Just opened: Tico
Chef Michael Schlow has reached that point in his career where he can pretty much do whatever he wants. Luckily for Back Bay denizens, what he wants is pretty damn cool.
Standing behind the counter at his newest restaurant venture, he tells us about how he’s rigged up a system so he can control the music from right there. He talks about building a huge, state-of-the-art kitchen to produce the food that he eats while he’s at home by himself. He turns to point at the shelf of knick-knacks above his head—quirky gifts from people close to him, like a Mario Batali figurine from the celebrity chef himself and oversized heart-shaped sunglasses from his girlfriend’s daughter. All the while, the gleaming exposition kitchen behind him whirs with the activity of half a dozen white-coated kitchen workers prepping for the night’s event, a benefit for the Greg Hill Foundation.
While his other local outposts—Via Matta, Radius, 606 Congress, Alta Strada—are all successful ventures, Schlow hadn’t planned on opening another restaurant in Boston. But when he heard that the old Cottonwood Club space had opened up, he couldn’t resist.
The front of the house is a world away from the white-and-stainless look that defines the cooking area. The space is large and lounge-like, with a sliding stained glass panel separating the bar from the dining area. Despite the gorgeous, hacienda-style lanterns above the bar, it’s dimly lit even on a sunny afternoon.
Shelving behind the bar glows yellow-green, highlighting the extensive selection of tequilas.
“We’ll have tequila and beer. Beer and tequila, “ Schlow deadpans, though the final bar menu will include about eight classic cocktails, eight new creations, plus at least two sangrias and two margaritas.
Enthusiasts of the agave-based spirit should look into joining the forthcoming Tequila Club. In addition to classes and seminars, Schlow says anyone who tries all 88 of Tico’s tequilas in eight months will get an engraved glass, dinner for four, tequila swag and, of course, bragging rights (also, probably a hangover).
While the whole restaurant concept is based in Sclow’s travels in Spain and Latin America, there is a purposeful lack of authenticity to the menu. The food is American in that old-school, Melting Pot sense of American-ness. There are crunchy edamame tacos, Brussels sprouts with bacon, chorizo risotto and three options for those who want steak. The influence is felt more in the laid-back atmosphere, the abundance of small plates and the use of ingredients like corn, chilies and Serrano ham.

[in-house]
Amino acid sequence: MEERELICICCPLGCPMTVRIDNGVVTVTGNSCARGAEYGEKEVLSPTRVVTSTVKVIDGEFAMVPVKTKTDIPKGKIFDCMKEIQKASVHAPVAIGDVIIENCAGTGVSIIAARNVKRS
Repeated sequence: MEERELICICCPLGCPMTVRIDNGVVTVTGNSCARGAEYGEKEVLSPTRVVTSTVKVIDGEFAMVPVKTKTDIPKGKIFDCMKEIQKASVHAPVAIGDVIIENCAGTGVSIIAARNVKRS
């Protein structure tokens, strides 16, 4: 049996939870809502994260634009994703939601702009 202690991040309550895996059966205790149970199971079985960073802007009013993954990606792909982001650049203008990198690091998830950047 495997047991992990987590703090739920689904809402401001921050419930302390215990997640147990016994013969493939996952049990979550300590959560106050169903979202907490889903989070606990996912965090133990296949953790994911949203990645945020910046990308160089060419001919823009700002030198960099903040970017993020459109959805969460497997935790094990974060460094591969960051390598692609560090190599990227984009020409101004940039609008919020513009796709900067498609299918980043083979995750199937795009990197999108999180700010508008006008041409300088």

The menu itself is a dense read. Instead of using highfalutin terms that might turn people off, Schlow presents dishes as lists of ingredients. Instead of fideo, there’s Gulf shrimp with toasted vermicelli, local shellfish, lobster stock and saffron aioli. It’s meant to be accessible, even if it requires a lot of digging around. Sure bets include the off-kilter list of tacos (available at all hours), the crispy fried Manchego with spicy pomegranate honey sauce and, of course, the burger. Schlow has created a new blend of meat just for the all-American bacon cheese iteration at Tico, and it’s so good that he even adjusted the meat mixture in the acclaimed Rialto burger to bring it up to snuff.
“I don’t want to be the burger king,” he jokes, but goes on to school us in the art of cooking a burger; the trick is to start it on the grill and then finish it in a low oven.
On principle, Schlow is not a fan of the notion that upscale restaurants should be buttoned-up affairs, and the relaxed atmosphere at Tico reflects that.
“If you are spending more money, you should be having more fun,” he explains.
Flexibility is the overarching principle. There will be a lounge area, a bar and a dining area. Patrons are welcome to come in for a quick lunch, order something to go, or spend a long afternoon sampling tapas and sipping sangria. Schlow promises us that even if we come in at 3pm on a weekday, we’ll be welcome to order whatever we want—a promise we’re planning on taking him up on as soon as possible.
222 Berkeley St, Back Bay, Boston (617-351-0400, ticoboston.com)